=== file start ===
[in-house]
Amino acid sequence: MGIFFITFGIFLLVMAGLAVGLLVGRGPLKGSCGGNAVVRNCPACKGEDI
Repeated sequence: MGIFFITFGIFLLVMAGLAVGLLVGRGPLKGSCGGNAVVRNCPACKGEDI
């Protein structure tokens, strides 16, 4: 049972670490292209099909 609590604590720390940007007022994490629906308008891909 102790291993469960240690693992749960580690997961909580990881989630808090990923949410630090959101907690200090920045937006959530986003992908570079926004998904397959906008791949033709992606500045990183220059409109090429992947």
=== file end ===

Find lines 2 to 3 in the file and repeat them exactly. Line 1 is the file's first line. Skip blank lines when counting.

Amino acid sequence: MGIFFITFGIFLLVMAGLAVGLLVGRGPLKGSCGGNAVVRNCPACKGEDI
Repeated sequence: MGIFFITFGIFLLVMAGLAVGLLVGRGPLKGSCGGNAVVRNCPACKGEDI